Get used to paying more for food, gas, autos and a variety of other goods and services. High U.S. inflation is going to stick around for awhile.
The Federal Reserve had contended for months that a bout of high inflation this year would be short-lived. Yet the central bank has finally admitted that the reversal in inflation is going to take longer than it thought — perhaps a lot longer.
The Fed on Wednesday raised it estimate of average inflation this year to 4.2% from 3.4%, using its preferred PCE inflation gauge. The next PCE report is on Friday.
Just 10 months ago, the Fed was expecting inflation to average just 1.8% in 2021.
A separate and more widely known inflation barometer, the consumer price index, shows inflation cresting at an even higher 5.3% yearly pace.
The central bank officially predicts inflation will drop back down to 2.2% in 2022, but that’s 0.4 percentage points higher than its forecast last December. It’s still a sizable increase for an conservative institution prone to incremental changes in forecasts.
What’s more, many Wall Street
economists and even some top Fed officials doubt inflation will decelerate quite as rapidly as the central bank’s official forecast suggests. They point to widespread shortages of labor and business supplies that are worse than anyone expected and aren’t letting up.
The labor shortage is forcing companies to pay higher wages to retain existing talent and to hire new employees . In some cases, that’s led businesses to sharply raise prices even though demand is still depressed.
Take hotels. The cost of renting a room is 9% higher compared to pre-pandemic levels even though total spending is down 16%, noted Kansas City Federal Reserve President Esther George.
A shortage of business supplies is an even bigger problem. Companies cannot obtain enough materials or components to keep production running at full bore, and even when the supplies are available, they are paying sharply higher prices.
Not surprisingly, companies are trying harder than they have in years to pass those extra costs onto customers. Fedex
just announced it would raise shipping costs in 2022 by almost 6% to mark the biggest increase in eight years.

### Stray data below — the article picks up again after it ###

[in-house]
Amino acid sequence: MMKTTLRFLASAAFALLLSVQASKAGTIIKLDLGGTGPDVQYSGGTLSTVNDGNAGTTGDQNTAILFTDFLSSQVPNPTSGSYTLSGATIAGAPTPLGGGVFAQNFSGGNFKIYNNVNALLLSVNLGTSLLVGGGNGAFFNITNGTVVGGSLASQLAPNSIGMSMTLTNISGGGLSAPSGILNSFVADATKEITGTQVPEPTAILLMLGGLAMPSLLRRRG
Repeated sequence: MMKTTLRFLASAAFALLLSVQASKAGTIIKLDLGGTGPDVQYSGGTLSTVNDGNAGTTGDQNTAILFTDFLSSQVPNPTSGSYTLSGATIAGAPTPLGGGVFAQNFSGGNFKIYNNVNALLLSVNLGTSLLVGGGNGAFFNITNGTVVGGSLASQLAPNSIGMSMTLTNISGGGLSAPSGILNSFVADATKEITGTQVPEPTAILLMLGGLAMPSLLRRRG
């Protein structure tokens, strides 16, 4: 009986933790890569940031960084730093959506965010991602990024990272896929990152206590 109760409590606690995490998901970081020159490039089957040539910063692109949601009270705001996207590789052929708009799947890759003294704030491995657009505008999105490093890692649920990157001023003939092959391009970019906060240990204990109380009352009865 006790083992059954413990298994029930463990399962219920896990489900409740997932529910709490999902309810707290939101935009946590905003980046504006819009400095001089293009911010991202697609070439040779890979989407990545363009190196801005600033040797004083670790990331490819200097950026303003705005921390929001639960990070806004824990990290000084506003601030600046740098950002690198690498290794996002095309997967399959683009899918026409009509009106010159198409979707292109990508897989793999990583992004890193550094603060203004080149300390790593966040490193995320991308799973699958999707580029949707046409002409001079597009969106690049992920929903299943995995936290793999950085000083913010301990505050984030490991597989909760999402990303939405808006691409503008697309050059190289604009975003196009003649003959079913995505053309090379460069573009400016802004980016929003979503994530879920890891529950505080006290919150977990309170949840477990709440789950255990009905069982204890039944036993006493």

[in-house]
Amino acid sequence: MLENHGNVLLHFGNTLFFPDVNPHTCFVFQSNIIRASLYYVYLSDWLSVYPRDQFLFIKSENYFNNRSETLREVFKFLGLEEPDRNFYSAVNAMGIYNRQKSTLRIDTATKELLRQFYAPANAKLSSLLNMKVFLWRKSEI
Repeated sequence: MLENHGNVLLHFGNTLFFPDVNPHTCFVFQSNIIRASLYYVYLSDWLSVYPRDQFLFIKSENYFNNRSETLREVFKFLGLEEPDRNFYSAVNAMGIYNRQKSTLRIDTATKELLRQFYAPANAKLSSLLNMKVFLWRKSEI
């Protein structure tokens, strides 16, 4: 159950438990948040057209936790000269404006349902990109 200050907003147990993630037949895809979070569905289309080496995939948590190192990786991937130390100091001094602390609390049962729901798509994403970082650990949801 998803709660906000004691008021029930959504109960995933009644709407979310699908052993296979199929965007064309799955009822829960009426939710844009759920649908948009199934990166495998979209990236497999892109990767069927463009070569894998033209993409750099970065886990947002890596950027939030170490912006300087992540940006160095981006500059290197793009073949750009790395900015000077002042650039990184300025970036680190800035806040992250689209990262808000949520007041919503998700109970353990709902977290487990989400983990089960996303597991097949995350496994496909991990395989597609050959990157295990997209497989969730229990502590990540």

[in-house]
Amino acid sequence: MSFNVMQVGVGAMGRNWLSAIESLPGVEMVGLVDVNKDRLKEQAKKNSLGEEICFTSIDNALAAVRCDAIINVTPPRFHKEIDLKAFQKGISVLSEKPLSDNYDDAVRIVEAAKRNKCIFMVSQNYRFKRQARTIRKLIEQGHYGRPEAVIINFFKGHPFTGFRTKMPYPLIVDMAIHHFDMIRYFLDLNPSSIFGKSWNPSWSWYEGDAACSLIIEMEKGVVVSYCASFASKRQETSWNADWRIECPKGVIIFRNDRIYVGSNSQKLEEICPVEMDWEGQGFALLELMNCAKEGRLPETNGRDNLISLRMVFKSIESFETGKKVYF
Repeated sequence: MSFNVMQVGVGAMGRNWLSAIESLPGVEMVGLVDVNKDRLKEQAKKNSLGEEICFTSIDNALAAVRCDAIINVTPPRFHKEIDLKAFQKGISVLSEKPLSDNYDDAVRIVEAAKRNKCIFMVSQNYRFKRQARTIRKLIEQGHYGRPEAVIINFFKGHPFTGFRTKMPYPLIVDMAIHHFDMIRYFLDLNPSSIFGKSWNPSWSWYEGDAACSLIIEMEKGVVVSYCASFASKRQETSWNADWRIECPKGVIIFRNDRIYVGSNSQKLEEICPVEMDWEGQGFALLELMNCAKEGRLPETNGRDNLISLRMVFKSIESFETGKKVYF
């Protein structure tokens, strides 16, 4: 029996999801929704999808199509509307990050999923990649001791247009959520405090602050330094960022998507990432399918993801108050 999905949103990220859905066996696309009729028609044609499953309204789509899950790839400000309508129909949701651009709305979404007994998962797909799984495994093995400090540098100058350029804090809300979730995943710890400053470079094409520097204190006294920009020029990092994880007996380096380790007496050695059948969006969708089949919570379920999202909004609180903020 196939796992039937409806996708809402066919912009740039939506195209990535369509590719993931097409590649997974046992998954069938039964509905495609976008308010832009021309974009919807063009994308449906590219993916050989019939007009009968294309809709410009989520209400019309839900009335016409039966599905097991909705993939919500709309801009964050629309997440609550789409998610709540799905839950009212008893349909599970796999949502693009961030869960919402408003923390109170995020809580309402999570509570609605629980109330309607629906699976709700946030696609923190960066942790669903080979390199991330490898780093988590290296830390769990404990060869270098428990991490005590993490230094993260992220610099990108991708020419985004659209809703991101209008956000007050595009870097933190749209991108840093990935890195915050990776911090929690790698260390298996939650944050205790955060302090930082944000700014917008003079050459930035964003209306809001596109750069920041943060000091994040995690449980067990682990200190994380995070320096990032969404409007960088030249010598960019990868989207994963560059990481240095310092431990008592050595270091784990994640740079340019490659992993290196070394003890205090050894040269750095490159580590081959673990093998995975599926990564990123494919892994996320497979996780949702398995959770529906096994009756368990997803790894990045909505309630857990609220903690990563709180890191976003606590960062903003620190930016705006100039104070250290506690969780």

At the giant retail-club Costco
meanwhile, the company’s chief financial officer said this week that inflation is increasing the cost of what they sell by 3.5% to 4.5%. That’s going to hit consumers hard in their wallets and pocketbooks if it keeps up.
It’s not all bad news. Assuming the pandemic doesn’t get any worse, economists say, the labor and supply shortages should fade over time. That will relieve a lot of price pressures.
Consider autos. Carmakers can’t make enough cars to meet demand because of a global shortage of computer chips tied to the pandemic. These shortages are expected to ease in 2022 and disappear by 2023, analysts say, and put an end to a record surge in prices.
Government spending is also helping to ease the blow on consumers from higher prices. Americans have been willing to pay more in part because their savings are high owing to federal stimulus.
An unsually large increase in Social Security benefits next year will also help retired Americans. The cost of living adjustment is likely to be a whopping 6% in 2022.
Yet it’s unlikely consumers would remain so tolerant if inflation remains above 3% over the next year. For millions of workers that would wipe out their annual increase in pay.
The Fed is still betting it won’t come to that.
“Inflation is elevated and will likely remain so in coming months before moderating,” Fed Chairman Jerome Powell said at the bank’s most recent strategy session. “While these supply effects are prominent for now, they will abate. And as they do, inflation is expected to drop back toward our longer run goal.”